Stock market turbulence casts shadow over China's 'new normal'
For an economy which claims to be the second largest in the world and a go-getter of iconic growth, recent fears and speculations in market are being seen as 'extraterrestrial'.
In China, State intervention has always been instrumental in propelling economic success. Market volatility was unseen - at least, till now.
But as with every economy, China is now going through a tough spell with regard to its economic curve. It has to unfasten its regulatory control over the economy and let a controlled fall take place.
After the historic stock market crash in May this year, the recent blow can be termed as an aftershock of the same, but it was fuelled by a varied set of speculations.
Recent data published by agencies in China indicate that industrial profits are considerably down irrespective of an attempt to relieve the pressure by exercising interest cuts.
So far, interest rates have been cut thrice, but that has hardly helped. Moreover, the devaluation of renminbi created a fresh round of fear among investors.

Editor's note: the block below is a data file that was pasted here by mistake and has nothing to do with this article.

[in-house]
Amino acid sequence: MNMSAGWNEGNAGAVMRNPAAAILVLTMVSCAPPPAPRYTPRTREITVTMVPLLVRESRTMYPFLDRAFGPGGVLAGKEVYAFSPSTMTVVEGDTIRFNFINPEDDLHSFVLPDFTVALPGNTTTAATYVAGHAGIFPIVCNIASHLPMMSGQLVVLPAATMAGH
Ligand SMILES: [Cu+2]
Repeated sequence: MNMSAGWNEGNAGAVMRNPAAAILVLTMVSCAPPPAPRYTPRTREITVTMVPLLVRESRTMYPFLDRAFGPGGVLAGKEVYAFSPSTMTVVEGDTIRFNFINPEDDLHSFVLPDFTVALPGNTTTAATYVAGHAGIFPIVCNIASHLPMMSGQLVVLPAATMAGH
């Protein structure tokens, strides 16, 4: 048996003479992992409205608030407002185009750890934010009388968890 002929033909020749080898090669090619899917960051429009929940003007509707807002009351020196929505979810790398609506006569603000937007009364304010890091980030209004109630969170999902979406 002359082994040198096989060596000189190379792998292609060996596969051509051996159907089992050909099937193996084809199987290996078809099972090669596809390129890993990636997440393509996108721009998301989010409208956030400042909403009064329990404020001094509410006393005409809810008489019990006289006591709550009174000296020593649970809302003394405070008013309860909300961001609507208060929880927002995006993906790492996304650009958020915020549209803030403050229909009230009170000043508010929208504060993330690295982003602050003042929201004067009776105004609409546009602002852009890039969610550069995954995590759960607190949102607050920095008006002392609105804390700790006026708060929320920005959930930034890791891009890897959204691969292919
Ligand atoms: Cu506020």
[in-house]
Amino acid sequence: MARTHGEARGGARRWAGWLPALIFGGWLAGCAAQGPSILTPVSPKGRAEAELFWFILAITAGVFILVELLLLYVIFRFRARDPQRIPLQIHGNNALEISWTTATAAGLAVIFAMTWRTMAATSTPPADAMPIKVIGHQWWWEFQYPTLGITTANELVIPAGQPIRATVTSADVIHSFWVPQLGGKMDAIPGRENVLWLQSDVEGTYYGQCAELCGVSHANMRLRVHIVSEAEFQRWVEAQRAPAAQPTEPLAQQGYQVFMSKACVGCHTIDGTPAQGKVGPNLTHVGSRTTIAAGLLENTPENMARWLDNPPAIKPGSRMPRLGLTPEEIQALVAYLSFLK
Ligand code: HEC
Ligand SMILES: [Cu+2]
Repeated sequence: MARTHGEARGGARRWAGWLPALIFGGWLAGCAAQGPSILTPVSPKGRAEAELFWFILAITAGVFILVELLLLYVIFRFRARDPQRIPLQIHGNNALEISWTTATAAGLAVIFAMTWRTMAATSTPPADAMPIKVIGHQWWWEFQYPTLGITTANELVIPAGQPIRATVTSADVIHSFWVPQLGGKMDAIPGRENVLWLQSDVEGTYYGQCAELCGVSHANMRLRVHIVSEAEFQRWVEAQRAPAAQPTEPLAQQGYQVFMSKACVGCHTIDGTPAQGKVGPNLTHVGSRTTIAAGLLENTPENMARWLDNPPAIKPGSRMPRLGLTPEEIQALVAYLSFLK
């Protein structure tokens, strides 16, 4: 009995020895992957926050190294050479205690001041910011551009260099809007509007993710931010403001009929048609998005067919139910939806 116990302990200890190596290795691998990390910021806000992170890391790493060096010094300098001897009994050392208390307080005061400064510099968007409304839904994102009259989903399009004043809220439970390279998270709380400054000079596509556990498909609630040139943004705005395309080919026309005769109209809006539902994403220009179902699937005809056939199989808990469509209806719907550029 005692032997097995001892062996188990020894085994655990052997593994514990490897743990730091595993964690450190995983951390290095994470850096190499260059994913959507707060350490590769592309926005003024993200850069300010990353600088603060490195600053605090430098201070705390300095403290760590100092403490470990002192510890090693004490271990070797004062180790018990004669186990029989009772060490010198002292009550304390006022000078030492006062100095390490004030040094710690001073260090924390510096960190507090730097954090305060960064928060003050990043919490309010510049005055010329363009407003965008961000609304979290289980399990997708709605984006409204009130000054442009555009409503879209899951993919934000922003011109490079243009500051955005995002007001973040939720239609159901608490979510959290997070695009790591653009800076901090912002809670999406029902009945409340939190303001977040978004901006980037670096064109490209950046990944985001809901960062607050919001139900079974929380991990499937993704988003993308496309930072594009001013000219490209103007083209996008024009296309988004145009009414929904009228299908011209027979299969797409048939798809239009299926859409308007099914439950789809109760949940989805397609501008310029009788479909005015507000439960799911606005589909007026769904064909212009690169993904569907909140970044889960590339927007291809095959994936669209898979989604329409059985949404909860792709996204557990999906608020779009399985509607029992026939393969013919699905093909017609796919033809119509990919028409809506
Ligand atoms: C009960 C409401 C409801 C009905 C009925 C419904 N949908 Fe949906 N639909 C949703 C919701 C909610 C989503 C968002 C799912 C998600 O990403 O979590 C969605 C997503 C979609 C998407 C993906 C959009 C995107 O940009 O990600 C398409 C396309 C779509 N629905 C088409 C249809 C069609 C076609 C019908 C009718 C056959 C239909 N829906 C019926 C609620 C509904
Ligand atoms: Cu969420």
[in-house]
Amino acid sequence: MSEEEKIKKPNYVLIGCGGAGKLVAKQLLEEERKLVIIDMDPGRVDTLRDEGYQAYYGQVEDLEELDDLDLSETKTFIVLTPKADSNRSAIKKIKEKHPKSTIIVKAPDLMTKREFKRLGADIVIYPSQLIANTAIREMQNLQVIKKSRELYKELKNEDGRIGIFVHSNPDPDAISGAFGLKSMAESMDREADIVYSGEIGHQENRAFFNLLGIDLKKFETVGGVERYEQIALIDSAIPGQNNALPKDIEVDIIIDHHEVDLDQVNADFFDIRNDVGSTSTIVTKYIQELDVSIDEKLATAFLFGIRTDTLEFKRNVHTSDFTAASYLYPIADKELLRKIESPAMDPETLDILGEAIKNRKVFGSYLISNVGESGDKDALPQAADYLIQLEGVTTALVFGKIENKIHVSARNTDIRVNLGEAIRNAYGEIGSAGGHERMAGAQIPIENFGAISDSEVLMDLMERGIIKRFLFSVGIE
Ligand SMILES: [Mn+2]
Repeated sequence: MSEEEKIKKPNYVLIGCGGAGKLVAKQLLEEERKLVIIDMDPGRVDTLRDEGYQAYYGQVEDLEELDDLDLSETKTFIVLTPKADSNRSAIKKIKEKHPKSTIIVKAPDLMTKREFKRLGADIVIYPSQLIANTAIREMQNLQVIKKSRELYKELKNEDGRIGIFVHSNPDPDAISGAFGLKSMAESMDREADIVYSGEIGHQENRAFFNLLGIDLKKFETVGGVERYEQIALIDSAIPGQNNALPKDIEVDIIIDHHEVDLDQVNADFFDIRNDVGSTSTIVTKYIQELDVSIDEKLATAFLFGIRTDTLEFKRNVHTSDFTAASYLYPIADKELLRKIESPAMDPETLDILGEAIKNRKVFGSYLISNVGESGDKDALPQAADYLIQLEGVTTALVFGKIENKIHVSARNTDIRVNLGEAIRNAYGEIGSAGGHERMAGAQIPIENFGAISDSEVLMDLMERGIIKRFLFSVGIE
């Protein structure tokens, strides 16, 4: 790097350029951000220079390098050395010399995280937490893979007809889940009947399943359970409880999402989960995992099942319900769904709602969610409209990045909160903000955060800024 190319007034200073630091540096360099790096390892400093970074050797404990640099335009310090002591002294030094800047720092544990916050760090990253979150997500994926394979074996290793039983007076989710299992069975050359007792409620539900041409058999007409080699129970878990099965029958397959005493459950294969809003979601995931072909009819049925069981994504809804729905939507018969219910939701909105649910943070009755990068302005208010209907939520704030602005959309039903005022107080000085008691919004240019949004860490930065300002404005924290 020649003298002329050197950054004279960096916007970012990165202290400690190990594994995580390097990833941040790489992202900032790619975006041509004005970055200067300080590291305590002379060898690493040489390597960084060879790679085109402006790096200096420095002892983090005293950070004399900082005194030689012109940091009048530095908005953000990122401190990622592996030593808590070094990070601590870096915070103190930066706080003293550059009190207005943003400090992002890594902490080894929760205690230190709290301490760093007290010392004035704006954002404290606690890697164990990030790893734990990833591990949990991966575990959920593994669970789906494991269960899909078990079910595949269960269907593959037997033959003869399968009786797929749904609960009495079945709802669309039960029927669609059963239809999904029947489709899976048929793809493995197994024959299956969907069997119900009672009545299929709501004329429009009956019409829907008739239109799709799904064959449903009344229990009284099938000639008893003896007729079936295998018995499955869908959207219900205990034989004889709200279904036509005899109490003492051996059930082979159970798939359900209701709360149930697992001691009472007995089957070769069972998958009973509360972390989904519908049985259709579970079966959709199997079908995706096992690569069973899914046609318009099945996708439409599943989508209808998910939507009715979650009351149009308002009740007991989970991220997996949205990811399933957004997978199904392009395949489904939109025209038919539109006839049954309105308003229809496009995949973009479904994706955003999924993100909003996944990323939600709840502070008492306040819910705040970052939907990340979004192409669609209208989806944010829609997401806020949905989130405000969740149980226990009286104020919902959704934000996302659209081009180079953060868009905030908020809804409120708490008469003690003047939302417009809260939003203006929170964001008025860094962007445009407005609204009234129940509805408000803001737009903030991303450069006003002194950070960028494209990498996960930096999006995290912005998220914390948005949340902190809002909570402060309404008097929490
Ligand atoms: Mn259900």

Is the stock crash the real indicator of market tendencies?
Over the past 15 years, the stock markets emerged to support China's internationalisation strategies. Although the interbank bond market (over-the-counter bond market) has outgrown the exchange market in China, the stock exchange market is transacted openly and ordinary Chinese people closely follow it.
It must be remembered that stock markets and especially the A-share market, which was slowly opened to the Chinese investors in 2000s, recorded explosive growth. A-shares gave a promising picture to investors which propelled further investment in real estate and higher spending.
The sale of A-shares was so viral that stocks were traded for much higher valuations than what the same stock could be purchased for on a different exchange; short-selling was random and trending among a growing class of rich Chinese.